To me it is easier to fire a coach than suggest as a GM that you haven’t given him any legitimate tools to work with. Look at the eight new coaches that started the season: have any of them made a significant difference to the standings of their team? Peter Deboer in Florida might be the only one. They are on pace to finish with eight more points than last season, and should make the playoffs barring a collapse. I do think coaching can improve your team by four to five wins over the season, but most of it is up to the players to respond and play the system.
I think a change can have positive effects in that certain players will respond better to a new coach. The curiosity of how the Oilers would play without MacTavish is hard to ignore. You will find out next season if the Oilers don’t make the playoffs, or if they have an uneventful first round exit.
Will the Oilers’ new players be enough to get the Oilers in the playoffs, and who do you think is their best match-up in the first round? — Steven
I think O’Sullivan and Kotalik, along with the fact that Minnesota, Nashville and Anaheim didn’t improve will be enough to get the Oilers in the playoffs. Before the Flames got Jokinen, I would have said the Flames were the best match-up, but now I’m not so sure. It is either the Flames or the Blackhawks, and based on the results between them so far this season you would have to think the Flames might be the best bet. I do think that the Hawks’ inexperience makes them more vulnerable than the Flames, but screw logic.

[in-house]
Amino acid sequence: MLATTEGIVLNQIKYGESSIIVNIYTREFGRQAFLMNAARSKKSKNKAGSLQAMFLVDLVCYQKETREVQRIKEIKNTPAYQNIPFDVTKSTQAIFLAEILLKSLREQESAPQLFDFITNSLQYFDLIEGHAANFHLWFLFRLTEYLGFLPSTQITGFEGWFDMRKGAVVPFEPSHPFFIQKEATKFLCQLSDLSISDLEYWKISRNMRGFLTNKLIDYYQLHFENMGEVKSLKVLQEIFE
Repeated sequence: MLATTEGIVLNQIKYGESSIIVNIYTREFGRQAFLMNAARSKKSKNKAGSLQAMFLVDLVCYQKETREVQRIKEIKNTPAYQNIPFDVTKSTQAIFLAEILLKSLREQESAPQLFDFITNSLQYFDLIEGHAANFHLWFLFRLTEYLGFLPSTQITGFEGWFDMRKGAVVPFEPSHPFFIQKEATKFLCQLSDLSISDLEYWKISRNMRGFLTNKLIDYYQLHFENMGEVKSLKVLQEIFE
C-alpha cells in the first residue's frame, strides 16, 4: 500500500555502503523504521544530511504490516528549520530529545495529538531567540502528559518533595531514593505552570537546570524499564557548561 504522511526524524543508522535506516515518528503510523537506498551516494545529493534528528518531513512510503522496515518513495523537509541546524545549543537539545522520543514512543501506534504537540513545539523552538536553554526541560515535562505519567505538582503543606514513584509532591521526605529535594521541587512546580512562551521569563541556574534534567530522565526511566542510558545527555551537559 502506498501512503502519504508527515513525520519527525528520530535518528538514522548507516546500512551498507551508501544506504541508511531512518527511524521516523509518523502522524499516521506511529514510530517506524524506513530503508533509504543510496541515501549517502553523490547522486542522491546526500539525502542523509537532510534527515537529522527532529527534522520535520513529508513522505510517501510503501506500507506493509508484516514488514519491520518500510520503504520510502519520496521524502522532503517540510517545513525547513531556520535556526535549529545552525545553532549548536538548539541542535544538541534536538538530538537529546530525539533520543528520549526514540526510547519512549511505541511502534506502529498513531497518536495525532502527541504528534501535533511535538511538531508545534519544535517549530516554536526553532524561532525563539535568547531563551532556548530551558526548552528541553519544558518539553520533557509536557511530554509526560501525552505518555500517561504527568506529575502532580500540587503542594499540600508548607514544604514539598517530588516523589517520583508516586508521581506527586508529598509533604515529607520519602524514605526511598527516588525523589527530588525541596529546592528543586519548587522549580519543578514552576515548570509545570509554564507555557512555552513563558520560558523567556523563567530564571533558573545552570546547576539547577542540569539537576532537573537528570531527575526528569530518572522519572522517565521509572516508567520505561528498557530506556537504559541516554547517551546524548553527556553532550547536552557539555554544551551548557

I’d rather see a Battle of Alberta over any other first-round match-up. Detroit and San Jose would dominate the Oilers, while the Hawks and Oilers could be free wheeling, it wouldn’t have the intensity of a BOA.
It has been 18 years since the Oil and Flames did battle for a meaningful game and that is long enough. The Flames have wrapped up third place, so it’s up to the Oilers to get sixth. If they have to throw a game at the end of the year to make it happen, they better do so.
The fans need it, the media wants it, and the players should experience it. A playoff battle between the two cities after so long without one would be epic. All the Oilers have to do is be better than Columbus and Nashville down the stretch to make it happen. Really is that too much to ask? I think not.